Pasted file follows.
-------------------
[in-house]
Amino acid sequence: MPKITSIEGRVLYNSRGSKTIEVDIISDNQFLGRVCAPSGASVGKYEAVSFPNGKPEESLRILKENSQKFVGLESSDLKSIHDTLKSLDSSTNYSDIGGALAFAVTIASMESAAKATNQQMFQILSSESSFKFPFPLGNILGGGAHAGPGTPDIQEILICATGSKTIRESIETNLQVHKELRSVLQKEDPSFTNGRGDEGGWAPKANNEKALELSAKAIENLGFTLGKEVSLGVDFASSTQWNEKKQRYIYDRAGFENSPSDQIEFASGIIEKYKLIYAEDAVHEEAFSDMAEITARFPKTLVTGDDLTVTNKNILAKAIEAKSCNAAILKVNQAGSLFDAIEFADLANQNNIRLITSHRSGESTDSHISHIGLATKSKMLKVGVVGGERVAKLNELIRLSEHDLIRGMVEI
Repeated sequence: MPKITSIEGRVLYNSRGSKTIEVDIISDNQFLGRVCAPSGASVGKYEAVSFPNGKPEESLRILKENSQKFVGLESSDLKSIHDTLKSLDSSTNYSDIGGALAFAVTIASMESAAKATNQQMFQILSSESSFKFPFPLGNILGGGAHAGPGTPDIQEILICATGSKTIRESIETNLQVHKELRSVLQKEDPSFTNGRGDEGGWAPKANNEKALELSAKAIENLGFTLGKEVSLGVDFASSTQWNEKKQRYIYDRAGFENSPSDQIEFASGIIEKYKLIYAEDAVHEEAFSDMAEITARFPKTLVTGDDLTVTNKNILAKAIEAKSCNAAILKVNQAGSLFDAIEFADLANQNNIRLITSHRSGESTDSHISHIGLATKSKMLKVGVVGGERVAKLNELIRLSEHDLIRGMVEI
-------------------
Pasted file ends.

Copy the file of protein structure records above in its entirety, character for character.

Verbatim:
[in-house]
Amino acid sequence: MPKITSIEGRVLYNSRGSKTIEVDIISDNQFLGRVCAPSGASVGKYEAVSFPNGKPEESLRILKENSQKFVGLESSDLKSIHDTLKSLDSSTNYSDIGGALAFAVTIASMESAAKATNQQMFQILSSESSFKFPFPLGNILGGGAHAGPGTPDIQEILICATGSKTIRESIETNLQVHKELRSVLQKEDPSFTNGRGDEGGWAPKANNEKALELSAKAIENLGFTLGKEVSLGVDFASSTQWNEKKQRYIYDRAGFENSPSDQIEFASGIIEKYKLIYAEDAVHEEAFSDMAEITARFPKTLVTGDDLTVTNKNILAKAIEAKSCNAAILKVNQAGSLFDAIEFADLANQNNIRLITSHRSGESTDSHISHIGLATKSKMLKVGVVGGERVAKLNELIRLSEHDLIRGMVEI
Repeated sequence: MPKITSIEGRVLYNSRGSKTIEVDIISDNQFLGRVCAPSGASVGKYEAVSFPNGKPEESLRILKENSQKFVGLESSDLKSIHDTLKSLDSSTNYSDIGGALAFAVTIASMESAAKATNQQMFQILSSESSFKFPFPLGNILGGGAHAGPGTPDIQEILICATGSKTIRESIETNLQVHKELRSVLQKEDPSFTNGRGDEGGWAPKANNEKALELSAKAIENLGFTLGKEVSLGVDFASSTQWNEKKQRYIYDRAGFENSPSDQIEFASGIIEKYKLIYAEDAVHEEAFSDMAEITARFPKTLVTGDDLTVTNKNILAKAIEAKSCNAAILKVNQAGSLFDAIEFADLANQNNIRLITSHRSGESTDSHISHIGLATKSKMLKVGVVGGERVAKLNELIRLSEHDLIRGMVEI